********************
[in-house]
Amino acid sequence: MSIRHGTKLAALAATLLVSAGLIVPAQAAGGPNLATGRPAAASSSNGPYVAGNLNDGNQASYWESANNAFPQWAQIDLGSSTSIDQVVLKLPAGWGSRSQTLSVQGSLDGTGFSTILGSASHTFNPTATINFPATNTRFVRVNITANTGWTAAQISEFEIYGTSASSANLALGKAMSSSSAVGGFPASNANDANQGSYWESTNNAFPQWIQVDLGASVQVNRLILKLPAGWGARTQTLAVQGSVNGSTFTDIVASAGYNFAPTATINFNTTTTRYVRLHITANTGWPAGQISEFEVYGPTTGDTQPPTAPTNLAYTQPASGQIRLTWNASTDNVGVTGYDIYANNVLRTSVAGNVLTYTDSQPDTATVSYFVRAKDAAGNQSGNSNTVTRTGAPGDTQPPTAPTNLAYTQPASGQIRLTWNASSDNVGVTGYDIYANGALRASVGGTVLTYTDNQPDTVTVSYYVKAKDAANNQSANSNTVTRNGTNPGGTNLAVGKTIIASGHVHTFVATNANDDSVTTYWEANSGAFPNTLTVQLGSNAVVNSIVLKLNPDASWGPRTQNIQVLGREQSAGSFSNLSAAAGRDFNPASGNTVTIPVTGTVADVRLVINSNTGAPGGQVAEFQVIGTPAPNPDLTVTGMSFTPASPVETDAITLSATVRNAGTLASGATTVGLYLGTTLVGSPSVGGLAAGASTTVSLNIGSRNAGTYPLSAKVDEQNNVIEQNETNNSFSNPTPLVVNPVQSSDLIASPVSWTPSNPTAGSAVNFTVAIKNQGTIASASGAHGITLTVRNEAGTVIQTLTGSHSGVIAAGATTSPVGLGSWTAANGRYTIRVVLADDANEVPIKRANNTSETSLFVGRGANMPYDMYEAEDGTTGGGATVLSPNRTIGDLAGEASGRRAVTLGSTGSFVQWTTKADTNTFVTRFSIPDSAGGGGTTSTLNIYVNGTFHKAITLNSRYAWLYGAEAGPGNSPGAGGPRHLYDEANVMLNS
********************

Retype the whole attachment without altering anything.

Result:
[in-house]
Amino acid sequence: MSIRHGTKLAALAATLLVSAGLIVPAQAAGGPNLATGRPAAASSSNGPYVAGNLNDGNQASYWESANNAFPQWAQIDLGSSTSIDQVVLKLPAGWGSRSQTLSVQGSLDGTGFSTILGSASHTFNPTATINFPATNTRFVRVNITANTGWTAAQISEFEIYGTSASSANLALGKAMSSSSAVGGFPASNANDANQGSYWESTNNAFPQWIQVDLGASVQVNRLILKLPAGWGARTQTLAVQGSVNGSTFTDIVASAGYNFAPTATINFNTTTTRYVRLHITANTGWPAGQISEFEVYGPTTGDTQPPTAPTNLAYTQPASGQIRLTWNASTDNVGVTGYDIYANNVLRTSVAGNVLTYTDSQPDTATVSYFVRAKDAAGNQSGNSNTVTRTGAPGDTQPPTAPTNLAYTQPASGQIRLTWNASSDNVGVTGYDIYANGALRASVGGTVLTYTDNQPDTVTVSYYVKAKDAANNQSANSNTVTRNGTNPGGTNLAVGKTIIASGHVHTFVATNANDDSVTTYWEANSGAFPNTLTVQLGSNAVVNSIVLKLNPDASWGPRTQNIQVLGREQSAGSFSNLSAAAGRDFNPASGNTVTIPVTGTVADVRLVINSNTGAPGGQVAEFQVIGTPAPNPDLTVTGMSFTPASPVETDAITLSATVRNAGTLASGATTVGLYLGTTLVGSPSVGGLAAGASTTVSLNIGSRNAGTYPLSAKVDEQNNVIEQNETNNSFSNPTPLVVNPVQSSDLIASPVSWTPSNPTAGSAVNFTVAIKNQGTIASASGAHGITLTVRNEAGTVIQTLTGSHSGVIAAGATTSPVGLGSWTAANGRYTIRVVLADDANEVPIKRANNTSETSLFVGRGANMPYDMYEAEDGTTGGGATVLSPNRTIGDLAGEASGRRAVTLGSTGSFVQWTTKADTNTFVTRFSIPDSAGGGGTTSTLNIYVNGTFHKAITLNSRYAWLYGAEAGPGNSPGAGGPRHLYDEANVMLNS